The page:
What is Cream Down?
Cream down (milk down, or tea cream, in some literatures) is an effect of precipitate formed after tea cools down. It usually occurs in black tea or highly oxidized oolong tea. Some assert it is a sign of superior quality. However, other sources discuss how to eliminate cream down effect in iced tea – or beverage tea (which is usually cheap and low-quality by nature) – since consumers prefer crystal clear tea.
These controversial findings make me doubt if cream down effect is an appropriate indicator of tea quality.
What follows is little experiment I did to test if cream down effect occurs in cheap (low quality) tea:
A Set: Brew a cheap black tea using normal methodology: (5 grams tea/150ml boiling water for 3 minutes), and put into a refrigerator to cool down to 5 degrees Celsius (41 degrees Fahrenheit).
B Set: Brew the same cheap black tea by alternative method, increasing both the quantity of tea and the steep time. (10 gram tea/ 150ml boiling water for 5 minutes), and put into a refrigerator to cool down to 5 degrees Celsius (41 degrees Fahrenheit).
The result? B set has significant cream down effect while A set has little.
It is obvious cream down effect does not happen only in high quality tea.
You can generate the same result with low quality tea as long as the concentration of tea is high enough.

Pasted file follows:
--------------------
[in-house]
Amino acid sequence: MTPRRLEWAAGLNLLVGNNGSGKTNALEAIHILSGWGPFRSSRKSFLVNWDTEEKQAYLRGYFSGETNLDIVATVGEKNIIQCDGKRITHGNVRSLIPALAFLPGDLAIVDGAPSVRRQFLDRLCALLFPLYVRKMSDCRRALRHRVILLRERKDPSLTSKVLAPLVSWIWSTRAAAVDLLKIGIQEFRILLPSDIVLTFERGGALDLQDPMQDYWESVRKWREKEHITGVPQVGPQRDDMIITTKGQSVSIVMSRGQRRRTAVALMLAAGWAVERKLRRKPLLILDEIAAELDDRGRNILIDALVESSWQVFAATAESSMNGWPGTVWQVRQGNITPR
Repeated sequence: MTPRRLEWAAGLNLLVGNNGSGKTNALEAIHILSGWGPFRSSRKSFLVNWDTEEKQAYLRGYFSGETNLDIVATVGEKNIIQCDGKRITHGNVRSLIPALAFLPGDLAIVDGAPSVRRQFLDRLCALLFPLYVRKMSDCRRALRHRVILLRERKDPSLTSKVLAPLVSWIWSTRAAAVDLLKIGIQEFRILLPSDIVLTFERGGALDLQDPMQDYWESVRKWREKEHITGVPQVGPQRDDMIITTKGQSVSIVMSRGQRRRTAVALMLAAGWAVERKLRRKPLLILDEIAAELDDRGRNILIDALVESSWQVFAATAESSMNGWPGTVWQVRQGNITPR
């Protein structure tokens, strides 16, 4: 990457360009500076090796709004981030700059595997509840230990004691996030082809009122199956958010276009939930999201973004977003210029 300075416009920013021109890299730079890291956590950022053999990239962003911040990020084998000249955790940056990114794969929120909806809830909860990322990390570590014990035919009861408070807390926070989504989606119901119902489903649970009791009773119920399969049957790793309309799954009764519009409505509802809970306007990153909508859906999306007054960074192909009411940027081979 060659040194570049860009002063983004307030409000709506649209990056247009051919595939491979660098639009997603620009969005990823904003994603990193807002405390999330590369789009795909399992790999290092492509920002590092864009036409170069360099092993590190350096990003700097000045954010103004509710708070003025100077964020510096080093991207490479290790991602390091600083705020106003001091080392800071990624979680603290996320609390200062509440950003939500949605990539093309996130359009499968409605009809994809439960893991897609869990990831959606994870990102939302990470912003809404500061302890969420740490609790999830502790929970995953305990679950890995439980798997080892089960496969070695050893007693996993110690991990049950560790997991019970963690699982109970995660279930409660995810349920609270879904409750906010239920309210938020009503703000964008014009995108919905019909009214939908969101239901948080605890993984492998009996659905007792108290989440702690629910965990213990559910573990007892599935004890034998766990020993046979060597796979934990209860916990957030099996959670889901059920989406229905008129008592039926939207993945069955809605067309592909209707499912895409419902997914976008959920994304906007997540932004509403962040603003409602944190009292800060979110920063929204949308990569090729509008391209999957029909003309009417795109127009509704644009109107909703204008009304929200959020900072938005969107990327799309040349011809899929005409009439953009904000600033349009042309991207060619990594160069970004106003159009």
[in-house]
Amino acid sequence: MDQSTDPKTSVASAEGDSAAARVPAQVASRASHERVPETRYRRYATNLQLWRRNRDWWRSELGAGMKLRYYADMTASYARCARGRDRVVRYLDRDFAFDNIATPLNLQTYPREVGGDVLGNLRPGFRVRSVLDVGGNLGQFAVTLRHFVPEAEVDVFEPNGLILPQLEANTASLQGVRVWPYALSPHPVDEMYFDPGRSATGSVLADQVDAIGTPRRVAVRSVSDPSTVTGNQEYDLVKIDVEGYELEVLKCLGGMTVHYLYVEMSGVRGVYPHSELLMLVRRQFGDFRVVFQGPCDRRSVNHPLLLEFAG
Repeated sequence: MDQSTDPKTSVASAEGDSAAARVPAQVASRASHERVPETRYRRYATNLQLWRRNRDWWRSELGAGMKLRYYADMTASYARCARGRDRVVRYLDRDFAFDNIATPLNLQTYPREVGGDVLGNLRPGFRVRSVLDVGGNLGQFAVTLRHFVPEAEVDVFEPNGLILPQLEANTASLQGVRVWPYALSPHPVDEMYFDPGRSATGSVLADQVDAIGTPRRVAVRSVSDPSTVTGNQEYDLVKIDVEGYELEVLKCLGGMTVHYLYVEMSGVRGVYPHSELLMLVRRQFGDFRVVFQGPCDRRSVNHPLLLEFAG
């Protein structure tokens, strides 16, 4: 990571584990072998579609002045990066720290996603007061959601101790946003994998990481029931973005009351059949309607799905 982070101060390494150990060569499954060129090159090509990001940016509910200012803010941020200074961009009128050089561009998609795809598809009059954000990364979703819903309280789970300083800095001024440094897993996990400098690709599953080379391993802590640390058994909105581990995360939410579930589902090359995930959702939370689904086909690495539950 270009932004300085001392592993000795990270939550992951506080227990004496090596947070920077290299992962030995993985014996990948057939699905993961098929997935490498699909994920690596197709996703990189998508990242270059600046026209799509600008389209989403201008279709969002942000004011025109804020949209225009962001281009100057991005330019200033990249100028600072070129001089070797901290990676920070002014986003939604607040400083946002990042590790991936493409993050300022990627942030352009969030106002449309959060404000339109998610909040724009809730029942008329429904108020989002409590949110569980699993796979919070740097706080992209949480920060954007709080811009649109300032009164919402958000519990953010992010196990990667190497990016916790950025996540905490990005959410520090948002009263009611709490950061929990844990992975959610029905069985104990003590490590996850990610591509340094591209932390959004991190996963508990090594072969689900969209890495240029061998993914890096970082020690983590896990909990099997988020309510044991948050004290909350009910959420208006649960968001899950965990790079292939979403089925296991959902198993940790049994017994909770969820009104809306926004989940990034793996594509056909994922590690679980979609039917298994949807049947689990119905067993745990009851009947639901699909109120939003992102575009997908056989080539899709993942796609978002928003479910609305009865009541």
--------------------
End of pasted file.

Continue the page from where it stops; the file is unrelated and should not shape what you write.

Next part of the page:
After discussion with some friends and searching literature online, this is what I learned from reading the literature on PubMed: A higher tea concentration leads to earlier onset of creaming and larger particle. Theaflavin, caffeine and calcium are major factors of forming tea cream. Tea creaming may be reduced by increasing the solubility of the polyphenols or by removing calcium.
Between the experiment, discussion and research, I have come to the conclusion that
since tea cream is formed by the correlation of three factors: Theaflavin, caffeine and calcium, one could get sufficient tea cream by increasing the theaflavin and caffeine in the tea or by adding calcium to the water.
Maybe I should rephrase the question:
Does higher theaflavin, caffeine, and calcium make a better tea? And if so, how does it enhance our tasting experience in terms of aroma, flavor and balance of tea, etcetera?
What do you think?
Image courtesy of the contributor.